87 Days in the NICU

It was a picture-perfect pregnancy for twins, until it wasn’t. Sure, mom-to-be Ashley Fant had some discomfort along the way but she remembers remaining active and experienced no morning sickness into her third trimester. Then, at 27 gestational weeks she began spotting and having back pain. A visit to the doctor showed Ashley had a shortened cervix and was in the midst of contractions. Instead of a scheduled glucose test, the 29-year-old was placed immediately on bed rest at Texas Health Presbyterian Hospital Plano for what she thought would amount to about a six-week hospital stay.

The change in plans left Ashley feeling very unprepared and overwhelmed. She wouldn’t be able to see her dogs for a long time, she hadn’t lined up a long-term sub as a teacher and she didn’t have anything packed yet for the hospital. Once on a magnesium drip, Ashley’s contractions began to slow and she tried to get used to life on the Antepartum unit at Texas Health Plano.

“Everyone from the hospital was coming in to see me: NICU staff, anesthesiologist, high risk specialists… I told them all the same thing, ‘It’s nice to meet you; I’ll see you in six to eight weeks,’” Ashley recalled. “I sent my husband to get some essentials — my toothbrush, contact case and glasses, my iPad and such. I guess you could say we were just starting to wrap our heads around thinking about a long-term plan when Knox put his foot through my cervix and changed the entire game plan, again.”

Ashley’s six weeks on bed rest turned into six hours. Identical twins Knox and Steele Fant were born via an emergency cesarean section. Knox weighed in at 2 pounds and 4 ounces; Steele was a little bulkier at 2 pounds and 9 ounces. It was Ashley’s 30th birthday.

Fortunately, Ashley’s husband Jonathan had made it back just in time and was able to take some photos of the boys as they were whisked off to the hospital’s Level IIIB Neonatal Intensive Care Unit for close monitoring and breathing assistance. Ashley’s first glimpse of her sons would be through the pictures her husband had taken and she wouldn’t get to hold either of them until their one-week birthday.

Steele was a good feeder and grower, and Ashley and Jonathan came to call him their little linebacker. Knox, on the other hand, gave the couple a few scares. Early on, he wasn’t producing enough white blood cells and required several blood transfusions. The NICU staff had prepared the couple for this possibility and explained the procedure thoroughly to them.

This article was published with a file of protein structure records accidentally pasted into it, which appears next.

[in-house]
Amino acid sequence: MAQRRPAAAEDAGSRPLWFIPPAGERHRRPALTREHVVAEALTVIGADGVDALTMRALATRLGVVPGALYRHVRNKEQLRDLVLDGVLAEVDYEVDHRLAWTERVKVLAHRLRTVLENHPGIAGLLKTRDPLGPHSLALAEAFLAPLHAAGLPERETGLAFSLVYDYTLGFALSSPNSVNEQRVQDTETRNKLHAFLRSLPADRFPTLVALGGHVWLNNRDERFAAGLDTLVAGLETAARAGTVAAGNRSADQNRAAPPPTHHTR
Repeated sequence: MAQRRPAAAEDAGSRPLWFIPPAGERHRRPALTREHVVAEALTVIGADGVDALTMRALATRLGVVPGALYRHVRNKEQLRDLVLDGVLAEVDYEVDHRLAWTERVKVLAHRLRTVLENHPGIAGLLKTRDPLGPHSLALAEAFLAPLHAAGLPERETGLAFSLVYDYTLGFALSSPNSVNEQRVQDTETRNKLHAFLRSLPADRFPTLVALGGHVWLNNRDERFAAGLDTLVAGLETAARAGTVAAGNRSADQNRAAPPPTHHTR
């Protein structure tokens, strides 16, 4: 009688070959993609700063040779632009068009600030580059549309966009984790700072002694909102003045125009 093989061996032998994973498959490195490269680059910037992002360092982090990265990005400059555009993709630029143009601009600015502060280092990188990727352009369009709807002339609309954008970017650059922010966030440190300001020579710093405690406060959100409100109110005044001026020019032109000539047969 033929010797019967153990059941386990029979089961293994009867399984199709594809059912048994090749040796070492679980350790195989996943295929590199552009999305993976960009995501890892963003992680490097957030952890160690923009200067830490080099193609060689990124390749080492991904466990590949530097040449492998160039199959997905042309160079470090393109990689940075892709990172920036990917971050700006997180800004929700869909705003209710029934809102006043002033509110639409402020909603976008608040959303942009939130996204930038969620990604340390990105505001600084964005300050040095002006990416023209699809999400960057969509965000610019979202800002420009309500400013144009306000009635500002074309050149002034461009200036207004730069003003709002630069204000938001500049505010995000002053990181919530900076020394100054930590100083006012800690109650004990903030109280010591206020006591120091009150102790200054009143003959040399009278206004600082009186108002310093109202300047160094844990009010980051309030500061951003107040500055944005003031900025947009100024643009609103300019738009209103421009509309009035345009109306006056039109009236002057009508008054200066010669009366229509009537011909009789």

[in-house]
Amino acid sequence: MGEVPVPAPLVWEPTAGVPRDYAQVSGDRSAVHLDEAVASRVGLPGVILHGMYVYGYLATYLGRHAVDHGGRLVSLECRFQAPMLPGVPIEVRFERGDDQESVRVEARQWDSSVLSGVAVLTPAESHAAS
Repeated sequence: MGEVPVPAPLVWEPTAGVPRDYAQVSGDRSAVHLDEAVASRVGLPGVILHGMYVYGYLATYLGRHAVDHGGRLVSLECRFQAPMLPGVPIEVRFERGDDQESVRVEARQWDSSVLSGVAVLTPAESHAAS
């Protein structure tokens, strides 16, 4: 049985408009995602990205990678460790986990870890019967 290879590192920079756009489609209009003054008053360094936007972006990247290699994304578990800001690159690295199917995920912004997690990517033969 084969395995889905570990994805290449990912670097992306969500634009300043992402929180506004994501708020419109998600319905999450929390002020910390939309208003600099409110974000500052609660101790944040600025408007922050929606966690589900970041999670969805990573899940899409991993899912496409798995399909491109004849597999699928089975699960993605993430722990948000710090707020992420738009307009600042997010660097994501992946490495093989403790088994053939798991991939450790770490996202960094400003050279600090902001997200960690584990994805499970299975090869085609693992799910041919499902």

“Nurse Shellie Everhart became an amazing ally for us especially during the early days,” Ashley said. “She gave me a big hug and really tried to walk me through everything. Courtney Sanders got our boys adjoining PODS so we didn’t have to choose between our two babies and could do Kangaroo time together as a family. She also gave me the most wonderful gift. The day I had to go back to work, I got to the hospital around 4:45 a.m. Courtney had moved the CPAP machines around so that I could hold both of my children together for the first time. They were six weeks old and hadn’t met each other yet. For the rest of my life I will never forget that moment. There was nothing better for the soul.”

“Mary Wikenhofer and Laura Grubbs were great advocates for our family in the NICU as well. I knew when I had to be at work, those two nurses were loving on the boys. And besides dealing with checklists, the lactation specialist helped me figure out feeding and pumping schedules. But the one thing I LOVED above all about Texas Health Plano was that the nurses really let us be hands on. I was constantly told that I knew my babies better than anyone and when we were there, the nurses had us do EVERYTHING we possibly could for the boys. Because of this, we felt well-prepared when we finally went home. These amazing people are such angels,” she added.

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